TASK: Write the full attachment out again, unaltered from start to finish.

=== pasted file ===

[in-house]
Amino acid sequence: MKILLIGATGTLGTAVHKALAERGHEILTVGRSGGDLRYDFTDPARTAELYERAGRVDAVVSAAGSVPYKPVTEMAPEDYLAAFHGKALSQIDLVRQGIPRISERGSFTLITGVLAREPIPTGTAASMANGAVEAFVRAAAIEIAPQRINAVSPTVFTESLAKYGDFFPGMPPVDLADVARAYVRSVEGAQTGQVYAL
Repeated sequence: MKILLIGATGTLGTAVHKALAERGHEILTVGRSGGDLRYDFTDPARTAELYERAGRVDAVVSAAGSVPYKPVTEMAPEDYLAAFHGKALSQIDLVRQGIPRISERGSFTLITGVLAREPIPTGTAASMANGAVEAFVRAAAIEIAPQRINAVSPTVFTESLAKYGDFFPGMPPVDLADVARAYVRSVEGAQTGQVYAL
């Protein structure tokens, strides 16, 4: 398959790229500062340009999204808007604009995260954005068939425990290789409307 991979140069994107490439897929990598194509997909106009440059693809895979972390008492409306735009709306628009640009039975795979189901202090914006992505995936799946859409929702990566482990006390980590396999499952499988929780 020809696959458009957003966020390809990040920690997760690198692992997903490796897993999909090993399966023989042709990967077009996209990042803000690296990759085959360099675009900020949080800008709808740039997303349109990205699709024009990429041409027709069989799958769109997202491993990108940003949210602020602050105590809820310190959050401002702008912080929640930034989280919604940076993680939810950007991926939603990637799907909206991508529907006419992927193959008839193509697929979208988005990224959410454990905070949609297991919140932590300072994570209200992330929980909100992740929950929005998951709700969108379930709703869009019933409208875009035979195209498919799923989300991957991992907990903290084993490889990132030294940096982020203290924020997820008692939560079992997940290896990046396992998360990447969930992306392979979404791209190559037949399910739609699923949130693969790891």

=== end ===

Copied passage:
[in-house]
Amino acid sequence: MKILLIGATGTLGTAVHKALAERGHEILTVGRSGGDLRYDFTDPARTAELYERAGRVDAVVSAAGSVPYKPVTEMAPEDYLAAFHGKALSQIDLVRQGIPRISERGSFTLITGVLAREPIPTGTAASMANGAVEAFVRAAAIEIAPQRINAVSPTVFTESLAKYGDFFPGMPPVDLADVARAYVRSVEGAQTGQVYAL
Repeated sequence: MKILLIGATGTLGTAVHKALAERGHEILTVGRSGGDLRYDFTDPARTAELYERAGRVDAVVSAAGSVPYKPVTEMAPEDYLAAFHGKALSQIDLVRQGIPRISERGSFTLITGVLAREPIPTGTAASMANGAVEAFVRAAAIEIAPQRINAVSPTVFTESLAKYGDFFPGMPPVDLADVARAYVRSVEGAQTGQVYAL
């Protein structure tokens, strides 16, 4: 398959790229500062340009999204808007604009995260954005068939425990290789409307 991979140069994107490439897929990598194509997909106009440059693809895979972390008492409306735009709306628009640009039975795979189901202090914006992505995936799946859409929702990566482990006390980590396999499952499988929780 020809696959458009957003966020390809990040920690997760690198692992997903490796897993999909090993399966023989042709990967077009996209990042803000690296990759085959360099675009900020949080800008709808740039997303349109990205699709024009990429041409027709069989799958769109997202491993990108940003949210602020602050105590809820310190959050401002702008912080929640930034989280919604940076993680939810950007991926939603990637799907909206991508529907006419992927193959008839193509697929979208988005990224959410454990905070949609297991919140932590300072994570209200992330929980909100992740929950929005998951709700969108379930709703869009019933409208875009035979195209498919799923989300991957991992907990903290084993490889990132030294940096982020203290924020997820008692939560079992997940290896990046396992998360990447969930992306392979979404791209190559037949399910739609699923949130693969790891």